Anecdotally and factually speaking, dairy is alive and well

  • Marilyn Hershey
  • DMI Chair

I don’t know if you’re like me, but I can’t help but peek at other people’s shopping carts when I’m in the grocery store.

It’s not a nosey thing. I’m just curious to see if they have dairy on their shopping list. Seeing our raw milk turned into a finished product that appeals to our consumers is one of the most fulfilling aspects of farming.

By no means is this based in any sort of scientific proof, but from what I can see in my local store, dairy is far from dead.

Those of us who work in animal agriculture are a focus of activist organizations and companies that create non-dairy products. Somewhere along the way, a “dairy is dying” narrative began that probably was rooted in these groups.

My anecdotal shopping experiences aside, we have various proof points to refute their story and proclaim we are not only alive and well, but we are a true powerhouse category.

Here are a few that have caught my eye:

  • From 2002 to 2022, total U.S. dairy sales grew 38 percent and 64 billion milk equivalent pounds (total solids basis). This growth is split nearly evenly between domestic dairy sales (up 19 percent/30-billion-pound-plus increase) and exports (up 495 percent/33.6-billion-pound increase).
  • Despite the challenges of COVID-19 and the most recent challenge of inflation, dairy has continued to deliver sales growth of 2.6 billion pounds the last five years.
  • Sales of real dairy products at retail last year totaled $61.9 billion, up $6.1 billion from 2022. This growth is bigger than snacks, liquor, carbonated soft drinks, meat, candy, and sport and energy drinks. Real dairy is bigger than every food and beverage category except liquor.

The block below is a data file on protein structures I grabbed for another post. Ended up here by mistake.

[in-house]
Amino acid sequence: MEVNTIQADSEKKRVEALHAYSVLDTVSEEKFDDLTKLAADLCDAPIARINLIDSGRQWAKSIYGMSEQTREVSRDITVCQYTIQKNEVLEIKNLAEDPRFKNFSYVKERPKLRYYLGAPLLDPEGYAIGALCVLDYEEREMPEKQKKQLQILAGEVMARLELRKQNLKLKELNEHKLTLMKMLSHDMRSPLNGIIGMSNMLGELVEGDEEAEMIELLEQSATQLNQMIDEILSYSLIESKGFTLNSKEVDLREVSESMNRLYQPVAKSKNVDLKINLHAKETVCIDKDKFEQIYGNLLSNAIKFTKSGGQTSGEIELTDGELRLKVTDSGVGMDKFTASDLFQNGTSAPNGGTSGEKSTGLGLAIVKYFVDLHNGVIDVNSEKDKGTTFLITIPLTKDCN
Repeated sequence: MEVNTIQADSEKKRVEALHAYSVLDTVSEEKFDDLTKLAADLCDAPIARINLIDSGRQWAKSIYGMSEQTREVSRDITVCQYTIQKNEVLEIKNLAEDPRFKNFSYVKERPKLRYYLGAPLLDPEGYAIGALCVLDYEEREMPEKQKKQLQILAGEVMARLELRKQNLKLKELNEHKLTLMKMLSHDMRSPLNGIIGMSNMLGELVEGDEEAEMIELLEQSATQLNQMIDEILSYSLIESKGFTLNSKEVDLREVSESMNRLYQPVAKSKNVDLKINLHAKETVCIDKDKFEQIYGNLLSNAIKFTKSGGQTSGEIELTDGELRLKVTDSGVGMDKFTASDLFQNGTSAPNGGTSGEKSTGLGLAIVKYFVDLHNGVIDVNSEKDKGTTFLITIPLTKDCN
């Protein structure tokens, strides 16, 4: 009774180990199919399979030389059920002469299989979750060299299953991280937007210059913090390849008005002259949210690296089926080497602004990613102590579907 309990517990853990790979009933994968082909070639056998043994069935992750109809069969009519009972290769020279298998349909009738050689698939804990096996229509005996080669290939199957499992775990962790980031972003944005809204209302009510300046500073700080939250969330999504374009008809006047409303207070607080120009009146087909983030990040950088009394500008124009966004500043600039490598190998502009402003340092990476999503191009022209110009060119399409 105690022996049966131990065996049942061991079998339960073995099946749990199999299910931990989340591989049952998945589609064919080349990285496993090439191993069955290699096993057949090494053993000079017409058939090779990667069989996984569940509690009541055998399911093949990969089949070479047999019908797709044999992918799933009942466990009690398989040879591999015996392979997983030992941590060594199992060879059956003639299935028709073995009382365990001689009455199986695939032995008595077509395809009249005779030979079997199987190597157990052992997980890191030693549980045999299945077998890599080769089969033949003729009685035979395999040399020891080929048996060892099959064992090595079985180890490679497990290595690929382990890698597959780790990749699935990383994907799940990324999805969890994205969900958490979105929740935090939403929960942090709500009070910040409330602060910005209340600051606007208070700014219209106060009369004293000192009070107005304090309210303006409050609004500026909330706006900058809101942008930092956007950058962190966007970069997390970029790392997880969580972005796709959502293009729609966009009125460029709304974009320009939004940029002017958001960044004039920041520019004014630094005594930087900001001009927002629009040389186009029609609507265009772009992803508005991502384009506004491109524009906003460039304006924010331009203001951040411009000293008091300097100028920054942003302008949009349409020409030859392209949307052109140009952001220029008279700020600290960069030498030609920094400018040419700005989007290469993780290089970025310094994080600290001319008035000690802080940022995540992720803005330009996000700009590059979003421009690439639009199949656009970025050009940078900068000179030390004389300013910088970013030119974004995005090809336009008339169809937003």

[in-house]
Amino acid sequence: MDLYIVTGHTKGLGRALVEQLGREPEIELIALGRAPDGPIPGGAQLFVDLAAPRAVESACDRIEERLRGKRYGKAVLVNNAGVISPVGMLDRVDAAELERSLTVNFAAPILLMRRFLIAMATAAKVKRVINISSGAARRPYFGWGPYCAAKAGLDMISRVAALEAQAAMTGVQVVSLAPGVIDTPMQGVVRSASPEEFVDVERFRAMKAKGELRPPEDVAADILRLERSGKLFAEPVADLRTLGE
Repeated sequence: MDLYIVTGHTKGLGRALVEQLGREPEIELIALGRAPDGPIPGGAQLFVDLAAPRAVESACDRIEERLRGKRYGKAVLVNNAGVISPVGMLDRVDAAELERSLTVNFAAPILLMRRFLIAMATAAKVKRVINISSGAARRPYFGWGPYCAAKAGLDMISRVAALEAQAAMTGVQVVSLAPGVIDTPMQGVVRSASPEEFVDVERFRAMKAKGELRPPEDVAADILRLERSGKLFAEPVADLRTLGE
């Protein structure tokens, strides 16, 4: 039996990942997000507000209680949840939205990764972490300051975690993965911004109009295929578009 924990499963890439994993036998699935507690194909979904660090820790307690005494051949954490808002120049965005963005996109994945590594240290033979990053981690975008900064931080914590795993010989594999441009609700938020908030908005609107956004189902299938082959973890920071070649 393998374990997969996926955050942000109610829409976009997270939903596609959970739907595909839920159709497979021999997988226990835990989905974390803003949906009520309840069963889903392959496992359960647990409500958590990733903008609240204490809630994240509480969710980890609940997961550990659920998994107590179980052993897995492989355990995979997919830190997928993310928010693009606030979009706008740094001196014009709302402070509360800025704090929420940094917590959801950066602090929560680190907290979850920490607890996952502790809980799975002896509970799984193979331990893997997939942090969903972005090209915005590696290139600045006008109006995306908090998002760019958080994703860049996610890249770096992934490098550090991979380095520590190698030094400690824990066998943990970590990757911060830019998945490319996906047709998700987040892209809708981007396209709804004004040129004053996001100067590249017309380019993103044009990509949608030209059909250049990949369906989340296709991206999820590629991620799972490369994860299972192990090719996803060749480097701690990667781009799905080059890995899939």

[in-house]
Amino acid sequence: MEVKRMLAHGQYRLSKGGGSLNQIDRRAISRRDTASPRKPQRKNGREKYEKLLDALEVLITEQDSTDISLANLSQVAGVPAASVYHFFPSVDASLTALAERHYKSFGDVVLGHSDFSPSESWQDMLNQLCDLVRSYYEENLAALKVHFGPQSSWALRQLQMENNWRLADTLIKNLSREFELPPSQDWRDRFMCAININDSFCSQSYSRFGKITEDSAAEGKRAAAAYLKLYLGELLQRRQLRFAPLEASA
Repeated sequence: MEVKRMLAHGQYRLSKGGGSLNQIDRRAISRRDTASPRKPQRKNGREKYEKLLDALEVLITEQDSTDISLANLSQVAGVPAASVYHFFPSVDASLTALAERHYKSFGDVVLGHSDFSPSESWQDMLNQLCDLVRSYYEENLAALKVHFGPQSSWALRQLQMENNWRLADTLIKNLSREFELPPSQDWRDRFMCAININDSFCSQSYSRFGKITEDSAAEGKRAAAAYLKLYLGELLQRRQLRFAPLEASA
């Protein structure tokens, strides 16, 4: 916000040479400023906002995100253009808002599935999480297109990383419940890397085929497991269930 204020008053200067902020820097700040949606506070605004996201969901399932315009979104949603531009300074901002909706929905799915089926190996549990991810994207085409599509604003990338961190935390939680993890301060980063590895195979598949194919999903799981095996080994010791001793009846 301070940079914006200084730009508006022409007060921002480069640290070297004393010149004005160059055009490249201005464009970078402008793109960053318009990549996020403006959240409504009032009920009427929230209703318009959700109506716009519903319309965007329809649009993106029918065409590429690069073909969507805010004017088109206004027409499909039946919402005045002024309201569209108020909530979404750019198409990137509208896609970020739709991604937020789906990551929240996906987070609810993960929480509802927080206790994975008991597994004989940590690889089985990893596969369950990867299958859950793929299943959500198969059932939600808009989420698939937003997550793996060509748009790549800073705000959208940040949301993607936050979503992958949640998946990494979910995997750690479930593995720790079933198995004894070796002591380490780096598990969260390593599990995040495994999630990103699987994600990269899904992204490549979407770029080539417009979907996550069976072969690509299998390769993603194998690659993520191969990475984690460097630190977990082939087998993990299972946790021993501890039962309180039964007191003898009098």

• The checkoff-founded U.S. Dairy Export Council helps open international markets for U.S. dairy. In 2022, we hit record export sales value of $9.6 billion, representing 25 percent growth and 18 percent of U.S. milk production. This translates to one of every seven milk tankers heading to an international market.

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So, what does this all mean for the dairy checkoff and our strategy? It means we need to keep pushing for more. Just because we’re in a place of category strength does not mean we should pause to rest.

And the checkoff certainly isn’t. While there are many examples of how the checkoff is delivering on its mission of driving sales and trust, I want to focus on some of our innovation and research efforts. This work is critical because today’s consumer has far different expectations of the foods they select than any previous generation before them.

Consumers, for example, are adopting a “food as medicine” approach and it may open a whole new door for dairy. The Dairy Management Inc. Product Research Team is putting milk under the microscope to learn that our product has much more to give beyond its 13 essential nutrients.

This team’s work focuses on dairy bioactive components and their unique functionality, specifically related to benefits such as immunity, calm, energy and digestive health that are important to younger consumers. We know, for example, some studies have shown lactoferrin, which is present in milk, has a connection to immune health. We also know another milk property – tryptophan – can support sleep benefits and research shows the membrane around milk fat helps cognition.

As we continue to advance this research, we are communicating and partnering with dairy processors and cooperatives so we can spark innovation and help bring new products to market.

I can’t wait for the day when I am in the store and I see a dairy product in someone’s cart that is delivering one of dairy’s new benefits.

I’ll be thankful for the work of my farmer peers who produced the milk and for the innovative spirit of the dairy checkoff to make that product a reality.